The rally pictured is at Kiener Plaza in downtown St. Louis; I recognize a few faces in the crowd as local libloons that are professional protesters.

  • professor

    Maybe the courts will establish something similar here in WV. Let’s see, you got busted for a meth lab and are sentenced to take some college level chemistry courses, have to wear that tracker though.. Oxy, we’ll make you a pharmacist. Growing some pot, that’s easy, sentenced to a couple years in horiculture. “My papaw mined coal up in that holler” and I’m disadvantaged!

  • Puggg

    “Disadvantaged.”

    My paw.

    Australian Aboriginals probably get all sorts of affirmative action and race pity benefits dumped on them.

    • borogirl54

      They do. But does it make a difference? I think not.

  • me

    As long as the scum of the earth criminals aren’t WHITE, they get a free pass. MADNESS!

  • Daniel Schmuhl

    Aboriginal IQ is like 64

  • JohnEngelman

    I cannot easily document this, but I suspect that the son of a banker who commits a crime is less likely to brake the law again than a youth raised in poverty who does not know who his father is. The second youth should receive a longer sentence, rather than a shorter one.

  • PROUD TO BE WHITE

    As a highly educated white person living in Australia all I can say is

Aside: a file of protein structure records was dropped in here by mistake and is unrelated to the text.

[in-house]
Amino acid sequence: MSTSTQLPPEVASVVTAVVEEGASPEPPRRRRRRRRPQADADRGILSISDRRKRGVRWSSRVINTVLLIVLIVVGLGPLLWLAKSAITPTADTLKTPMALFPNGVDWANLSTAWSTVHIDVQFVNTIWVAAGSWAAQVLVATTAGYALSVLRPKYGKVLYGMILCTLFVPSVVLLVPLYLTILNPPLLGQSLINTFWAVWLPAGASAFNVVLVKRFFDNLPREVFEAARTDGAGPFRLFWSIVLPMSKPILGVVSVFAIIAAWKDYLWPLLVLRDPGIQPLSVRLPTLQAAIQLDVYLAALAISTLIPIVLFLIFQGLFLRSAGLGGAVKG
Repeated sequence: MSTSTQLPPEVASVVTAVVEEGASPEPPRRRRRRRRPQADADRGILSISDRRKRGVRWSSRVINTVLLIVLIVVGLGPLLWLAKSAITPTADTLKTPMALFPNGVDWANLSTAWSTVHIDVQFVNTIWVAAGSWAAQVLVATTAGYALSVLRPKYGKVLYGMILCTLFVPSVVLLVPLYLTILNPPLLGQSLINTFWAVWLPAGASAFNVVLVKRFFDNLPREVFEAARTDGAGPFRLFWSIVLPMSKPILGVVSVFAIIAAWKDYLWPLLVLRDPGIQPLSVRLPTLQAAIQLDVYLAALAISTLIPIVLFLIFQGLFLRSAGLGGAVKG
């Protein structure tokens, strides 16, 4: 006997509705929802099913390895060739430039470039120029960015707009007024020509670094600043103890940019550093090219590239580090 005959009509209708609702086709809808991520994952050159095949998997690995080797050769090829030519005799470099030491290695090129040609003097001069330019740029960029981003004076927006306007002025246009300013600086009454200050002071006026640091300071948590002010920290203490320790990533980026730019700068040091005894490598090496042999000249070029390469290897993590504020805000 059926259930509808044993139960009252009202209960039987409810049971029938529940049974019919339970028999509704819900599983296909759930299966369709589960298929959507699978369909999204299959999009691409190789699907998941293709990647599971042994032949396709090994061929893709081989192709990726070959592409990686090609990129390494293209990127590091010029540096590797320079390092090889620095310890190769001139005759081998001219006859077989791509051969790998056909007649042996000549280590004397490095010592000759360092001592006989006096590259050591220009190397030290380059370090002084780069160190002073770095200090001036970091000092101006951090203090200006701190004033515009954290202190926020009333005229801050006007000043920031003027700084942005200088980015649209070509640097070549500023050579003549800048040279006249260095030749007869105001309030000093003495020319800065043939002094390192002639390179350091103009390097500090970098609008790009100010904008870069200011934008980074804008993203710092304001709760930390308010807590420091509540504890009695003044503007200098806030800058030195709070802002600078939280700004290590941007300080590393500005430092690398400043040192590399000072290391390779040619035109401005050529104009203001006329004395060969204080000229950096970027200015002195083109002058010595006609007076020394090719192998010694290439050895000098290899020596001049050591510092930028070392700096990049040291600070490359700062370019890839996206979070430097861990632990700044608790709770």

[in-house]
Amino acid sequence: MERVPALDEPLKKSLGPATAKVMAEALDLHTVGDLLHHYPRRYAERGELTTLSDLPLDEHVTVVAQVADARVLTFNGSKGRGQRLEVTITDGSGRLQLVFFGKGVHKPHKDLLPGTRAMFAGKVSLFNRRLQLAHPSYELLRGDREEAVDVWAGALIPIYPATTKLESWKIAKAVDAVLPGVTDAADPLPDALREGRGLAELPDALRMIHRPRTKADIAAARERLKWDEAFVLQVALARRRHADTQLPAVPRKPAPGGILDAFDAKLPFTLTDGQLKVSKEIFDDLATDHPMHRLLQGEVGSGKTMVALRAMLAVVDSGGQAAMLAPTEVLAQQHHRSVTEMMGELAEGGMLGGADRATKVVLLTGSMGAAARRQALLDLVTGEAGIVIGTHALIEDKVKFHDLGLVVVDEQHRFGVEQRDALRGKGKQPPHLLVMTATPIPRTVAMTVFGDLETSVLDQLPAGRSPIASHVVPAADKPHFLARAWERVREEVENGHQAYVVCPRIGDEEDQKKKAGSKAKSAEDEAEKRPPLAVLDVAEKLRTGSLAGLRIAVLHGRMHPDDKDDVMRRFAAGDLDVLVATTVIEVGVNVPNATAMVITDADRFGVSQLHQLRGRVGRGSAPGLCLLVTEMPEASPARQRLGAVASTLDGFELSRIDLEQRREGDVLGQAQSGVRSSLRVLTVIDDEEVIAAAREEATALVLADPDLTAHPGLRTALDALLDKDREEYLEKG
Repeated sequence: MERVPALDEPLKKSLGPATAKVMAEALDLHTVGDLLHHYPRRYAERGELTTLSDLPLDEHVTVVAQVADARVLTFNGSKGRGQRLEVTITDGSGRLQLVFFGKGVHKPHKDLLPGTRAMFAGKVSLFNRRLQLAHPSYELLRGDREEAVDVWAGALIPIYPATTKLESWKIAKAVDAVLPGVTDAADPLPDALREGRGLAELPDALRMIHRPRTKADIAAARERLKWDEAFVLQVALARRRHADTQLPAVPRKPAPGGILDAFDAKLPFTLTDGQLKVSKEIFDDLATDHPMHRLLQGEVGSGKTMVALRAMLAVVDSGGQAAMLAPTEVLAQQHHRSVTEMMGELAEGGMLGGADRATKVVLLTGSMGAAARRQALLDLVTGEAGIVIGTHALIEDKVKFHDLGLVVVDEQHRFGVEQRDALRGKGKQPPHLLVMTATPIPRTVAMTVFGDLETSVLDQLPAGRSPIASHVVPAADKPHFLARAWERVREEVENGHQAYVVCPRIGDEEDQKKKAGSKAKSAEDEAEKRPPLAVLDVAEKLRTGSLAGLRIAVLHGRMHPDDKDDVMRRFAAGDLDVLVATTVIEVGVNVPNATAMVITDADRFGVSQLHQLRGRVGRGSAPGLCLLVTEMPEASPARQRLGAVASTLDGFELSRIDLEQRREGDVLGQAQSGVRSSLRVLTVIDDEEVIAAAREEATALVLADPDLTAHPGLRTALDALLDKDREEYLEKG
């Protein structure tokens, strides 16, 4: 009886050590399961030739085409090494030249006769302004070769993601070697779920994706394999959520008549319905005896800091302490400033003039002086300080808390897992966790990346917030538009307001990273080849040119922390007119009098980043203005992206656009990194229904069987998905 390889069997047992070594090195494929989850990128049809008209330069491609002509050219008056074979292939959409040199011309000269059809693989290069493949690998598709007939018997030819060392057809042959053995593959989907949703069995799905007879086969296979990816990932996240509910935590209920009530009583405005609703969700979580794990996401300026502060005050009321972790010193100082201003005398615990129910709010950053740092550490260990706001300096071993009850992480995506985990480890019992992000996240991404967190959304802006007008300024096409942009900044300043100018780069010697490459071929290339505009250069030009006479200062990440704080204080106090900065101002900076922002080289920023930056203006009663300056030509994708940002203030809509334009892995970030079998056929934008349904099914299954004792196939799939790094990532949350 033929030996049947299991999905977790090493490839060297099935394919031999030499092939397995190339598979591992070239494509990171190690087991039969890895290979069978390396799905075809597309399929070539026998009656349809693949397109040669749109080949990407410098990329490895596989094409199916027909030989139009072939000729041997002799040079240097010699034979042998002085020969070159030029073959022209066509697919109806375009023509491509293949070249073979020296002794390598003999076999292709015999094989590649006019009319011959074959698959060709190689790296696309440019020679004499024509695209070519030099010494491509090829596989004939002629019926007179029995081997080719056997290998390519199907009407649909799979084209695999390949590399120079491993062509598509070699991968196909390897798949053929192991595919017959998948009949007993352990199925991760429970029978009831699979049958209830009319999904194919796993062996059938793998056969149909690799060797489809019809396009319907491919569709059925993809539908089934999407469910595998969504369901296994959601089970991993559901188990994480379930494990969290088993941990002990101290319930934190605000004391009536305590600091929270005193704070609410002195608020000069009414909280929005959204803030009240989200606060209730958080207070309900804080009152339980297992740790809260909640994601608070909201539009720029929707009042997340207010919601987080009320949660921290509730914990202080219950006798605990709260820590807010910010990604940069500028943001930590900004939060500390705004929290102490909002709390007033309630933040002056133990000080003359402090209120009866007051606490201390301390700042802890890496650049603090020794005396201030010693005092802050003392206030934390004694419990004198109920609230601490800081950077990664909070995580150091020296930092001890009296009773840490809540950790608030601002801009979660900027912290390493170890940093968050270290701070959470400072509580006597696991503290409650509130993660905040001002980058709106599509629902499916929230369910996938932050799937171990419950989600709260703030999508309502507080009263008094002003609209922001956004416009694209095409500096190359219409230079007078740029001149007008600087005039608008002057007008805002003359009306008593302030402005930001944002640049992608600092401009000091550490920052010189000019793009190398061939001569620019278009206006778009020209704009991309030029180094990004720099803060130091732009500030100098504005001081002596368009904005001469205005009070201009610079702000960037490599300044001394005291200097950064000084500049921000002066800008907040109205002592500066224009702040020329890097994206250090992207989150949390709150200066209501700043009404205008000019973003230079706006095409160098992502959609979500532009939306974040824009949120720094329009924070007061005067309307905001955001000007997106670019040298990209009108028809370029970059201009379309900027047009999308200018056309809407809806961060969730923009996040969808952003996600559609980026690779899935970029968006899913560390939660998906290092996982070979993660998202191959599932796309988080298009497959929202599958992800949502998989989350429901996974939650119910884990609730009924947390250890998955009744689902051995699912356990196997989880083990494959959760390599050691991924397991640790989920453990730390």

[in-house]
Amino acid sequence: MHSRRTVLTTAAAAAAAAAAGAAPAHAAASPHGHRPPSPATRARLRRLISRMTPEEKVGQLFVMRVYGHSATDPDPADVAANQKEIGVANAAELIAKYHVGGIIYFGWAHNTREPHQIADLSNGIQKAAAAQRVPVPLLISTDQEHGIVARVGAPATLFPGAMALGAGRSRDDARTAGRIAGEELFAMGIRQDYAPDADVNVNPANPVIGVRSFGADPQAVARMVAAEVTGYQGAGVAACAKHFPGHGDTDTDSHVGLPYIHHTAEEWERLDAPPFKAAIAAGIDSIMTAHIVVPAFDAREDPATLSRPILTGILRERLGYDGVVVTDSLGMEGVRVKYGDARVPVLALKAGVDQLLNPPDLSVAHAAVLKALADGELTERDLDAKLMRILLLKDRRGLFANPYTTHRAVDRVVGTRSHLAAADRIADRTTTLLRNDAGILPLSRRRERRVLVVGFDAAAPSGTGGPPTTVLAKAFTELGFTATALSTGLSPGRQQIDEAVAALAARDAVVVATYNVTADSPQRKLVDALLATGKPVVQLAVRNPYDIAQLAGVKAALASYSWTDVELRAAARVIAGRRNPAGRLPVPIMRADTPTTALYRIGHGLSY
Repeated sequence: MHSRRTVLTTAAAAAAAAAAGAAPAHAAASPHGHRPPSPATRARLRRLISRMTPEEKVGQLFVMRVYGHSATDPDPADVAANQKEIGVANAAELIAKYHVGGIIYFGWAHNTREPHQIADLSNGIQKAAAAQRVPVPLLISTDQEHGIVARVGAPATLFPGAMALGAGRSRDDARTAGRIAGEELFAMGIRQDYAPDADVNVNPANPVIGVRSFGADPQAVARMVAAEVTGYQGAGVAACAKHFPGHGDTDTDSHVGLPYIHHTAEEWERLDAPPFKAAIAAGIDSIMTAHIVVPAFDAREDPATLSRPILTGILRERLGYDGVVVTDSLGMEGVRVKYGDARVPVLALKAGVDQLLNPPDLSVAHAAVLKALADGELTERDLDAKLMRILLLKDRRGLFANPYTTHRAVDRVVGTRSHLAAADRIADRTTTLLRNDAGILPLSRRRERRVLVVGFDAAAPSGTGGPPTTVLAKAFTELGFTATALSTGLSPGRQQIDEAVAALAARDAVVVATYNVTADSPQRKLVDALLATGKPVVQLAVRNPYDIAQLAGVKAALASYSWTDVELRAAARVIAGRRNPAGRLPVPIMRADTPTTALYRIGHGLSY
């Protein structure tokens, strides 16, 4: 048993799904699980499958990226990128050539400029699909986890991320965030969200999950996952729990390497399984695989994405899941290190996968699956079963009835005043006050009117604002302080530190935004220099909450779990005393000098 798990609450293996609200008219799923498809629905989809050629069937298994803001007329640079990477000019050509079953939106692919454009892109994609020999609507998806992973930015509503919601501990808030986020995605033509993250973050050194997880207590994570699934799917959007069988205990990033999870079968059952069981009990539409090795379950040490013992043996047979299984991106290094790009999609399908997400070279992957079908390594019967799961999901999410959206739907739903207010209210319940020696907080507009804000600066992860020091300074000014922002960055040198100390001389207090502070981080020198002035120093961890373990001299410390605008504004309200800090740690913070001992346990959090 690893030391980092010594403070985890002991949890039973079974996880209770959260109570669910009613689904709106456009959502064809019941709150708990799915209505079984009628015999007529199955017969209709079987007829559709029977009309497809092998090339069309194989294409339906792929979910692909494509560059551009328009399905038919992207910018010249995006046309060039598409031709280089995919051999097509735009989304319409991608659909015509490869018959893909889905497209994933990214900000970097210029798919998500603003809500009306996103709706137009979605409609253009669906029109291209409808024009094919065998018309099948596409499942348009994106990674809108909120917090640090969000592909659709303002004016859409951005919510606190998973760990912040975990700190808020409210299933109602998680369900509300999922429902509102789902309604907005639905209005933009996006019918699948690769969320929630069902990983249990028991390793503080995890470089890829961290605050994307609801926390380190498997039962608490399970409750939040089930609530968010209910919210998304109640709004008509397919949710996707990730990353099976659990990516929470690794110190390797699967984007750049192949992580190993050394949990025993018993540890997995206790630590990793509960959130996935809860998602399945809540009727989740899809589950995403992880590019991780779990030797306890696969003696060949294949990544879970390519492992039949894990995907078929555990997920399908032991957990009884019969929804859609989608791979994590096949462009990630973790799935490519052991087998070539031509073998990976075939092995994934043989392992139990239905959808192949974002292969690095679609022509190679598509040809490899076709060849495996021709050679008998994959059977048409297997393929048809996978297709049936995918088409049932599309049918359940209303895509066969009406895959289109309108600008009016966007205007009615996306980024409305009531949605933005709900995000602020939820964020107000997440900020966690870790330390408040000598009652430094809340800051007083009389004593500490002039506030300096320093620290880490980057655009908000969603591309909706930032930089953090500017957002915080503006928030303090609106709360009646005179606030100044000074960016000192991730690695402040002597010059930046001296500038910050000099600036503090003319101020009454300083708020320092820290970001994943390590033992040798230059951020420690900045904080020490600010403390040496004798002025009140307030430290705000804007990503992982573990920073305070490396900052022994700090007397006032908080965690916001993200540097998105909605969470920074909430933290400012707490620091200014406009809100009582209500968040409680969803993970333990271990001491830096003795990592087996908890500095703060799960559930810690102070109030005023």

that in relation to Aboriginal matters things will never get better, they may
    get worse, but never better. I came from a poor background but through
    intellect, industry and hard work did a PhD in the Physical Sciences. I never
    used my poor background as an excuse for anything I did or did not do – I just
    did it. Now old and retired, I live a solitary life away from the hustle and bustle of the modern world. My only connection with the world is
    through the Internet. I chose to live on the outskirts of a modern city where
    the predominant group of people are white and of European heritage. It is the
    closest thing I have to an Orania. I am very much pro white immigration and
    offer an open invitation to any white person from Europe, UK, USA, Canada or
    other parts to settle in Australia. Given time, but not in my time, we could
    make this country an Orania beneath Capricorn. Who knows!

  • Sick of it

    “According to the National Aboriginal and Torres Strait Islander Legal
    Services, indigenous people are now 15 times more likely to be
    incarcerated than non-indigenous Australians”

    Higher comparative rate than black Americans vs white Americans.

  • Brian

    Criminal named Bugmy. Yep, they sure do.